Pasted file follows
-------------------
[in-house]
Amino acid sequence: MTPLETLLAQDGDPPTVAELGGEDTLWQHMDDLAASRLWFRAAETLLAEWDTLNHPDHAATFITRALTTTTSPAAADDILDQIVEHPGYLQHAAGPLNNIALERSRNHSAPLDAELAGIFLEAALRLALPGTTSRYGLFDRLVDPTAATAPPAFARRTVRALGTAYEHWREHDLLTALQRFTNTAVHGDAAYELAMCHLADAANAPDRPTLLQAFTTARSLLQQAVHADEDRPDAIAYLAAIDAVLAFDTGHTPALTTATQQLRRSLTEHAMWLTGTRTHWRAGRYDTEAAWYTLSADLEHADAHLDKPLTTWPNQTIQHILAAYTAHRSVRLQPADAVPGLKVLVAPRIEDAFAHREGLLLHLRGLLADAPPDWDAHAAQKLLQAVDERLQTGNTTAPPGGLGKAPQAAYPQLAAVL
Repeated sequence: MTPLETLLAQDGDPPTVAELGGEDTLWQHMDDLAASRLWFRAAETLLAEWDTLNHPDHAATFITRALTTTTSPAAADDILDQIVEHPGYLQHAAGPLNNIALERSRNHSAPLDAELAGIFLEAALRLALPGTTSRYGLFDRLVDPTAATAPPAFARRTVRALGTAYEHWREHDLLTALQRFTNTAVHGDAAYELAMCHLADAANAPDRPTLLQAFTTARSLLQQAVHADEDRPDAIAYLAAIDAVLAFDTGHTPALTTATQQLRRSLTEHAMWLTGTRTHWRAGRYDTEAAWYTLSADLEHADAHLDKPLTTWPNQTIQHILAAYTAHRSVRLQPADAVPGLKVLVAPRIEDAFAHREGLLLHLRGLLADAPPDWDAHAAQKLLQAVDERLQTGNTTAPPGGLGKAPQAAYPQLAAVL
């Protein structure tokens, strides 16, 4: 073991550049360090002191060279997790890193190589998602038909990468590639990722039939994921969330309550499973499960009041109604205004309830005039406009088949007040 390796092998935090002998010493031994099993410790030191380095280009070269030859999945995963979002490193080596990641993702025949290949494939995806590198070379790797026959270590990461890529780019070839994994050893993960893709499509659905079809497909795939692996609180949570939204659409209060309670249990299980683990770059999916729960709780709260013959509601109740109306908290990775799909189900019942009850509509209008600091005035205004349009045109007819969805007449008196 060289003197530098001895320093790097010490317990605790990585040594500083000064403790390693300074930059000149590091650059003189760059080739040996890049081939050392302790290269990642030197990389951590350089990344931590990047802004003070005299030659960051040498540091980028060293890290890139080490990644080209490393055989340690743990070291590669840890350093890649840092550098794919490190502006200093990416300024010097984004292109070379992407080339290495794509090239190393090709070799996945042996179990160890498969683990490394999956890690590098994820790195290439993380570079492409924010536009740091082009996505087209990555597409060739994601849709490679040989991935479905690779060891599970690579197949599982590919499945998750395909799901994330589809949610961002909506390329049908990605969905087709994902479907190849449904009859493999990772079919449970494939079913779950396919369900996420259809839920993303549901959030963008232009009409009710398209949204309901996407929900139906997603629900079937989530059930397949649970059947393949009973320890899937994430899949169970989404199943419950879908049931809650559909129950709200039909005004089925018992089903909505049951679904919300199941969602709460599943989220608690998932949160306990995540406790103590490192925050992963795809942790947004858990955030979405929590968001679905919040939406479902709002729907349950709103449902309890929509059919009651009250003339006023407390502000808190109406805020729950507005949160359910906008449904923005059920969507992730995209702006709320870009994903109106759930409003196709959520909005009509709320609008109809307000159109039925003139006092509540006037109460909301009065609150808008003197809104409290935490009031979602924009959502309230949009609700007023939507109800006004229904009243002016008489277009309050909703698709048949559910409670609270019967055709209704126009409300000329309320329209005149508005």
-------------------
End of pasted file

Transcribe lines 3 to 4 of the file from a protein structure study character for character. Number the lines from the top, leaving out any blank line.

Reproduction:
Repeated sequence: MTPLETLLAQDGDPPTVAELGGEDTLWQHMDDLAASRLWFRAAETLLAEWDTLNHPDHAATFITRALTTTTSPAAADDILDQIVEHPGYLQHAAGPLNNIALERSRNHSAPLDAELAGIFLEAALRLALPGTTSRYGLFDRLVDPTAATAPPAFARRTVRALGTAYEHWREHDLLTALQRFTNTAVHGDAAYELAMCHLADAANAPDRPTLLQAFTTARSLLQQAVHADEDRPDAIAYLAAIDAVLAFDTGHTPALTTATQQLRRSLTEHAMWLTGTRTHWRAGRYDTEAAWYTLSADLEHADAHLDKPLTTWPNQTIQHILAAYTAHRSVRLQPADAVPGLKVLVAPRIEDAFAHREGLLLHLRGLLADAPPDWDAHAAQKLLQAVDERLQTGNTTAPPGGLGKAPQAAYPQLAAVL
């Protein structure tokens, strides 16, 4: 073991550049360090002191060279997790890193190589998602038909990468590639990722039939994921969330309550499973499960009041109604205004309830005039406009088949007040 390796092998935090002998010493031994099993410790030191380095280009070269030859999945995963979002490193080596990641993702025949290949494939995806590198070379790797026959270590990461890529780019070839994994050893993960893709499509659905079809497909795939692996609180949570939204659409209060309670249990299980683990770059999916729960709780709260013959509601109740109306908290990775799909189900019942009850509509209008600091005035205004349009045109007819969805007449008196 060289003197530098001895320093790097010490317990605790990585040594500083000064403790390693300074930059000149590091650059003189760059080739040996890049081939050392302790290269990642030197990389951590350089990344931590990047802004003070005299030659960051040498540091980028060293890290890139080490990644080209490393055989340690743990070291590669840890350093890649840092550098794919490190502006200093990416300024010097984004292109070379992407080339290495794509090239190393090709070799996945042996179990160890498969683990490394999956890690590098994820790195290439993380570079492409924010536009740091082009996505087209990555597409060739994601849709490679040989991935479905690779060891599970690579197949599982590919499945998750395909799901994330589809949610961002909506390329049908990605969905087709994902479907190849449904009859493999990772079919449970494939079913779950396919369900996420259809839920993303549901959030963008232009009409009710398209949204309901996407929900139906997603629900079937989530059930397949649970059947393949009973320890899937994430899949169970989404199943419950879908049931809650559909129950709200039909005004089925018992089903909505049951679904919300199941969602709460599943989220608690998932949160306990995540406790103590490192925050992963795809942790947004858990955030979405929590968001679905919040939406479902709002729907349950709103449902309890929509059919009651009250003339006023407390502000808190109406805020729950507005949160359910906008449904923005059920969507992730995209702006709320870009994903109106759930409003196709959520909005009509709320609008109809307000159109039925003139006092509540006037109460909301009065609150808008003197809104409290935490009031979602924009959502309230949009609700007023939507109800006004229904009243002016008489277009309050909703698709048949559910409670609270019967055709209704126009409300000329309320329209005149508005």